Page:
Saturday, March 26, 2016

Daniel Chapter 2: Discovering Emphasis through Literary Structure, Part I

After I finished the first full draft of Discovering Emphasis in the Bible: Hearing God's Voice through Literary Structure, I opened my Bible to see if there was more to be written. I was led to chapter 2 of Daniel, a book that I had not closely studied in the recent past. I was surprised to see so many of the Discovering Emphasis in the Bible techniques in that chapter. One of them is transposition.

The process I present is called RIDL:
Read the passage in context
Identify the theme of the structure
Discover the emphasis
Listen to the voice of God regarding this emphasis

Read the passage in context
If you would, please read Daniel 2:1-49. The subject of this lesson is hearing God's voice through transposition.

Identify the theme of the structure
Compare the dream in Daniel 2:35A with the interpretation in v45B:
35 Then
1   the iron,
2   the clay,
3   the bronze,
4   the silver,
5   and the gold,
all together were broken in pieces, (v35A)

45 And that it broke in pieces
1   the iron,
2   the bronze,
3   the clay,
4   the silver,
5   and the gold.
A great God has made known to the king what shall be after this. (v45B)
The above structure is two different lists of the same thing. Lists are common in the Bible. Less common is the transposition of items in two subsequent lists.

Discover the emphasis
In a transposition, the presented order is somehow changed. One of the relocated items becomes the point of emphasis. In the second list, the bronze and clay have switched places. The third item, clay, is the emphatic one because it is now in the middle.

Based on your knowledge of clay and pottery, why would it be considered emphatic?

The image that Daniel saw, with Nebuchadnezzar as the head of gold, completely collapsed. It was rendered useless because the stone pushed the statue over. This emphasis draws our attention to the clay and why the stone was so successful: the weak clay was in the feet.

Listen to the voice of God regarding this emphasis

How does the Holy Spirit speak to you once you have understood this transposition?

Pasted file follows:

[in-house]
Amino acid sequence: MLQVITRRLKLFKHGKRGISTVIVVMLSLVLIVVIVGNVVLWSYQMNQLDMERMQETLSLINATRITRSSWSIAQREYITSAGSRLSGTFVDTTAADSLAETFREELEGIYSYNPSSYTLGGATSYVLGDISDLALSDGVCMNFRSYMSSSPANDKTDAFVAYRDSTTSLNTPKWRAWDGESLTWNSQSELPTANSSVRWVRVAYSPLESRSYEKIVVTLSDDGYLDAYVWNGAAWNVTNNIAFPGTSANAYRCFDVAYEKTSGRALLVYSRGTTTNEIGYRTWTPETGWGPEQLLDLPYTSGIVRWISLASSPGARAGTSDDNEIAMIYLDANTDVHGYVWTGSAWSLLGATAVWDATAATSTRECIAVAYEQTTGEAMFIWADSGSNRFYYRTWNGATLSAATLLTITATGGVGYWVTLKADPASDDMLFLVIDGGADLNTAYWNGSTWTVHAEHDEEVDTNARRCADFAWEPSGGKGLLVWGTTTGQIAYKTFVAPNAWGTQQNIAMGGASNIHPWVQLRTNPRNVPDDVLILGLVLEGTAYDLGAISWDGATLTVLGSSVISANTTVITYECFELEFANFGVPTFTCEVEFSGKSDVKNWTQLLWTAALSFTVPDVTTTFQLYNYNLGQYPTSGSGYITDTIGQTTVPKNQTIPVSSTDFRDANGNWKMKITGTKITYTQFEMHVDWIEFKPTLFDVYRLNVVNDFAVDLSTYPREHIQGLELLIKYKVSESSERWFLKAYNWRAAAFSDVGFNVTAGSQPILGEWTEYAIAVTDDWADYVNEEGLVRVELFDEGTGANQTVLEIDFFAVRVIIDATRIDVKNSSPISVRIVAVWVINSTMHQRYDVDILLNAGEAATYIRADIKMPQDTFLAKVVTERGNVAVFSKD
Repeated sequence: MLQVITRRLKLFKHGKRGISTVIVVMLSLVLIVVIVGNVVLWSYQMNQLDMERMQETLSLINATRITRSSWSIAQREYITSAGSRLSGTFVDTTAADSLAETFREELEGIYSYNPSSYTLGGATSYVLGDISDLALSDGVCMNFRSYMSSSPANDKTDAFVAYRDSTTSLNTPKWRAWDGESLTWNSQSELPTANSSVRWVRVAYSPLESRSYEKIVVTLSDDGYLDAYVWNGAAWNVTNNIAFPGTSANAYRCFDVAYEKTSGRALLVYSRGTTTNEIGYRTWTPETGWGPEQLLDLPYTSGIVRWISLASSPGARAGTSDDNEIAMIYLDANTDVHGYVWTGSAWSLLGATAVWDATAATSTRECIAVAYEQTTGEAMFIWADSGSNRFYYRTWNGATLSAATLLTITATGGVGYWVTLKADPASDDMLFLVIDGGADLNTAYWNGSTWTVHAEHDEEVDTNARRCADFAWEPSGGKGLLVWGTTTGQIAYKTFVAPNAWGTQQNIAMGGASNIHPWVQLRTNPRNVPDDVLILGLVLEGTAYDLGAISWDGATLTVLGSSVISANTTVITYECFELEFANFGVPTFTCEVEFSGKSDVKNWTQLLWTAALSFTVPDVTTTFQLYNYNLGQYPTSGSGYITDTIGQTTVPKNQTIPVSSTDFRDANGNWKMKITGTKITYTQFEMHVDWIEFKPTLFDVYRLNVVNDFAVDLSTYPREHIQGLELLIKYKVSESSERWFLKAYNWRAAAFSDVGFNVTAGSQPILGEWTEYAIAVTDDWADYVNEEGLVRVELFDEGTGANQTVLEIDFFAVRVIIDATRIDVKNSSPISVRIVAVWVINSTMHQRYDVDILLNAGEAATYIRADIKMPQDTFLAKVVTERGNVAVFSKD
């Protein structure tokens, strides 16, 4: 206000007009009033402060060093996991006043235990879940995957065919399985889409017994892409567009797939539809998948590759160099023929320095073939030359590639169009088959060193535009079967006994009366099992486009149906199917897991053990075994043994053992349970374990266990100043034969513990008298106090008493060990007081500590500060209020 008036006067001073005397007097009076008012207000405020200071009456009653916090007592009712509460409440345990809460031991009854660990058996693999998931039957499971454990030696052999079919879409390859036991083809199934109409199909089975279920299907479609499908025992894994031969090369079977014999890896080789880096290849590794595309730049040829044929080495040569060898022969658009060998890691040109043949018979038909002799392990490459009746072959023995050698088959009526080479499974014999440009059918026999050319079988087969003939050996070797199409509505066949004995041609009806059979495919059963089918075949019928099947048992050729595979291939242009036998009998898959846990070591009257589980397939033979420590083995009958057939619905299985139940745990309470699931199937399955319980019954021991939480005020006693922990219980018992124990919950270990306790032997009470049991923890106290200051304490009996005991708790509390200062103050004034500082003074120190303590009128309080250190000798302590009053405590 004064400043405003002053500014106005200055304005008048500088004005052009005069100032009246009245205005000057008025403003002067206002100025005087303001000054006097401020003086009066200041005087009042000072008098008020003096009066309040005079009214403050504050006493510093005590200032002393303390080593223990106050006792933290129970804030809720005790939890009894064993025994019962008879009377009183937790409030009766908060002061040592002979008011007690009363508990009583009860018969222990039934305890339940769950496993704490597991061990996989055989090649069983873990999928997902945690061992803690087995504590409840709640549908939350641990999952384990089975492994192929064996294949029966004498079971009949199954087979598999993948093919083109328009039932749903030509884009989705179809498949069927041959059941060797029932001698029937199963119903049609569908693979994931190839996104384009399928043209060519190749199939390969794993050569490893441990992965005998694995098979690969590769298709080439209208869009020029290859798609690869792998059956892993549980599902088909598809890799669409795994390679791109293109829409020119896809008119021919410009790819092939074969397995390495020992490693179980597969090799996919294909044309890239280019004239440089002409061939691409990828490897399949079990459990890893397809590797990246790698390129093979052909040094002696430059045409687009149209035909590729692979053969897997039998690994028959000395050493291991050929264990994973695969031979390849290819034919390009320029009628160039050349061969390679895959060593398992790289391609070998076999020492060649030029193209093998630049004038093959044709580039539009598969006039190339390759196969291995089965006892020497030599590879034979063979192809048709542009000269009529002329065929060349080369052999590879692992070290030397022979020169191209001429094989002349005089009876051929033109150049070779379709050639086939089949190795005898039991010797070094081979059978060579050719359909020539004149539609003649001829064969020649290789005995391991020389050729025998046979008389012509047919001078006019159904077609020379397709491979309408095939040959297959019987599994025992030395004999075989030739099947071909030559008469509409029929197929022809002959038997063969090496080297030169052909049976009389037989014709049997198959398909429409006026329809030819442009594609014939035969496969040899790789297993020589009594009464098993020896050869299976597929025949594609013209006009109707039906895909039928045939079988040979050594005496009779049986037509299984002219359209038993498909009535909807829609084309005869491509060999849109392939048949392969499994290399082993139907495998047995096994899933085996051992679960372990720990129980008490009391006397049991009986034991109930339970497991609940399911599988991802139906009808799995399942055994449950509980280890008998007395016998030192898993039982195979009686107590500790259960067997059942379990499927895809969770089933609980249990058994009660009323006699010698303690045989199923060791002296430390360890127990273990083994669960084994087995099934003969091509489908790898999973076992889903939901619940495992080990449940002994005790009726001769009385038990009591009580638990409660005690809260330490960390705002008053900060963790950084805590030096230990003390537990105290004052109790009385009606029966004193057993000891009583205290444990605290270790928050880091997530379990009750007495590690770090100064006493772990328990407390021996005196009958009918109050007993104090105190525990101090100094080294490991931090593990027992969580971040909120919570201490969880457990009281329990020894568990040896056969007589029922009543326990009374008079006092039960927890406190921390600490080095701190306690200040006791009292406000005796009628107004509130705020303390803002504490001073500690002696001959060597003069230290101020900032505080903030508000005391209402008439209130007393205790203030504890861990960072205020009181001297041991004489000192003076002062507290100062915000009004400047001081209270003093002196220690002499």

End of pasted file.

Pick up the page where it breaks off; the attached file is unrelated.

Tuesday, March 15, 2016

Discovering Emphasis in the Bible is Ready for Review

For those that have spent any time with me, you know how much I enjoy reading the Bible, digging for ‘the gold’ so to speak. I've been studying a lesser known Biblical topic called literary structure for the last 15 years. Through that approach, I have learned to hear the voice of God as He speaks through the Bible.

This week I sent out for review a new book entitled Discovering Emphasis in the Bible: Hearing God's Voice Through Literary Structure. It is an 104-page book that I hope will be published this spring. The process I present is called RIDL:

Read the passage in context
Identify the theme of the structure
Discover the emphasis
Listen to the voice of God regarding this emphasis

The first two paragraphs of the Introduction read:
I want to hear God’s voice. Do you? When I read the Bible, I want to go beyond learning the stories and memorizing verses. I know there are many powerful lessons in the Holy Scriptures and I enjoy them all. I still want more.

God speaks through the Holy Spirit. Aside from the Bible, there are times when I hear that voice nudging me to do one thing or another. For some reason, I hear it most clearly when I’m lying in bed early in the morning. I sometimes hear it during the day as I go about my business. Then there are the days when I don’t hear it at all. Possibly you go through periods like that.

In addition to hearing that voice, I understand it while reading the Bible. I read the scriptures with passion, grasping that voice as He adamantly speaks through literary structure. I want to teach you these techniques.
Want to be notified when it is available? Contact

Tuesday, March 8, 2016

The Knotty NOT NOT Problem in Scriptures - Part III

The reason I am writing this series on NOT NOT is because Bible passages can get misinterpreted easily. At the heart of the issue is what linguists refer to as logic. By following certain logic principles when we read the Bible, we are more likely to come to a right understanding of a passage.

Consider this NOT NOT verse from Hebrews 4:15 (NASB),
15 For we do not have a high priest who cannot sympathize with our weaknesses, but One who has been tempted in all things as we are, yet without sin.

In the NASB's convention, the words we are, yet are placed in italics to indicate they are added for our understanding and are not in the original Greek text.

The High Priests
The statement ‘for we do not have a high priest’ would normally suggest we should look back to see what was previously stated about the topic. The problem is nothing is stated regarding the high priest before that verse. It is only when we reach the next chapter, Hebrews 5:1-3, where we read about the system of gifts and sacrifices for sins. In those three verses we see that these sacrifices are for both the sins of the people and his own sins.